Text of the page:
Small business retailers could take advantage of the warmer weather to refreshen their store shelves and do a reassessment of product stock. Take a hard look at poor-selling items and consider ways to rekindle their prospects through tactics like in-store advertising or a reshuffling of product displays. And if the recent recession hasn't let you think about it for a while, now might be a good time to finally relook at your pricing structure.

In addition, it's a good idea to extend this spring-cleaning policy beyond the waiting room and sales floor into your employee workspaces and common areas, even though it's less visible to clients or customers. That dirty, unwashed coffee pot, now in its fourth month without a good cleaning, is no doubt starting to rub some employees the wrong way and make them wonder if anyone at your office cares about the little things anymore. And that office fridge, with its freezer section now sealed over with so much ice that no one can use it, is probably another good candidate overdue for some TLC. You might even consider bringing in a cleaning service to mop the floors and thoroughly disinfect your business from front door to back office to get rid of any unsightly leftover winter muck as well as cut down on possible employee absences due to sickness.

Desk Files/Documents

With the arrival of spring, the 2009 tax season finally comes to a close, so now is the perfect time to declutter your desk by organizing and then archiving all those receipts and tax forms from last year. If you haven't already, you can also start new 2010 tax folders and calendars. For self-employed entrepreneurs, this step is especially important, as it will help to ensure you don't miss any quarterly tax payments going forward through the rest of the year.

While you're at it, take an aggressive stance toward saving, filing, or ditching the rest of the paper accumulating on your desktop, walls, and bookshelves. New business cards and contact information should be saved electronically and then either filed or thrown away. Likewise, if your bookshelves are slowly turning into a repository of old office supply catalogs and vendor pricing lists, those old versions should be purged to prevent outdated prices or obsolete product codes from accidentally throwing your cash flow or inventory suddenly out of whack. All those 2009 wall calendars, out-of-date inter-office memos, and Post-It note reminders for conference calls that long ago took place should come down. And while you're scrubbing your office for relevance, now is a good time to make sure you have posted the most up-to-date state and federal workplace notifications regarding disability, worker's compensation and the like.

If you're the type of small business owner who can't seem to throw anything away or doesn't know how to start to tackle the mess that is your desk, you might check out this website for some tips:


The same approach that you use toward cleaning up and clearing out your small business's physical spaces should also be applied to its virtual ones. Start with your email inbox, which is all too often bulging at the seams with old, unnecessary correspondence or, worse, spam, all of which makes finding the really important emails that much harder. Once that's taken care of, fix your attention on your computer's hard drive. To identify the critical areas that need immediate attention, you might try a free online audit of your computer or network's performance to assess its current processing performance and check for holes in your digital security. (Try websites like,, and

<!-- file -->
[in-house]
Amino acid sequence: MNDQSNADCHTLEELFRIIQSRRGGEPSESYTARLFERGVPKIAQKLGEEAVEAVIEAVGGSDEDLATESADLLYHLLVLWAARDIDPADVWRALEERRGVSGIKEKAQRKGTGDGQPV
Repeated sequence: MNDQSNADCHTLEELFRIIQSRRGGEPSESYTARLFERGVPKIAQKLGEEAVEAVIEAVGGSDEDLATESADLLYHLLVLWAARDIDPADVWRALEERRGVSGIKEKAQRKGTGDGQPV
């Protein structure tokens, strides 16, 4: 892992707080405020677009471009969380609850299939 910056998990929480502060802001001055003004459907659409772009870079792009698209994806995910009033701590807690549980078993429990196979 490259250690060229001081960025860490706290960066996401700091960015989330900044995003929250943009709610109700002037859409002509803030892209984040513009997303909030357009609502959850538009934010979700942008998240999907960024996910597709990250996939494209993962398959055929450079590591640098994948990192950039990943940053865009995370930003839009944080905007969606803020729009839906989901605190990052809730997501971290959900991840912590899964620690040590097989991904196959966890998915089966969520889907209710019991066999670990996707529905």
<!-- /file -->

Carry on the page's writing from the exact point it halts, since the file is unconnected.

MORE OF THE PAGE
If your hard drive doesn't pass these tests with flying colors, you might consider trying some internal maintenance options to rejuvenate it before you run out and purchase a new computer. Uninstalling extraneous or unused programs and purging the cache files for your Internet browser can often help to unlock a balky hard drive's performance, as can reordering all the data on your computer's hard drive through a process called defragging. (You can find free online programs for these three tasks at,, and This level of computer maintenance might seem tedious, but it's actually quite simple-even for non-tech geeks-and is well worth the time investment as it can prevent an unexpected catastrophe later. Consider it akin to the semi-annual changing of the batteries in your business's smoke and carbon monoxide detectors.


Even if your small business is more bricks rather than clicks and mortar, you musn't forget to bring a digital broom to your company website. A good place to start your spring cleaning is on your home page. First, ensure you've updated your copyright dates and contact information. From there, you should navigate to your "About" page and double-check the accuracy of the information listed. This is especially important if you post a company organizational chart or staff directory online, as personnel changes are bound to happen over the course of a normal year, let alone one as chaotic as the past 12 months have been.

Once you have the basics up to date, it's time to declutter the rest of your website. To do this, it's a good idea to click through and look out at every single page-and every part of every page-on your website. Be on the lookout for things like old product photos or service offerings, expired discounts, obsolete prices, or seasonal shipping policies that may still be hiding out in the corner of your website, confusing consumers and clients. It's imperative you rid your website of these pronto as nothing frustrates a potential online customer-and leads them to abandon a sale mid-purchase-like an inconsistent or incomplete buying experience.

Then, after you feel you've fully spruced your own website, look outward. Do all the external links listed on your website still work? Do you need to drop some current links and add new ones to accommodate the changes and/or growth of your small business in the past year? And finally, if you haven't yet, now might be a good time to upgrade your website's functionality and social media stickiness by weaving in -either your own or others-Twitter feeds, Facebook pages, and LinkedIn profiles.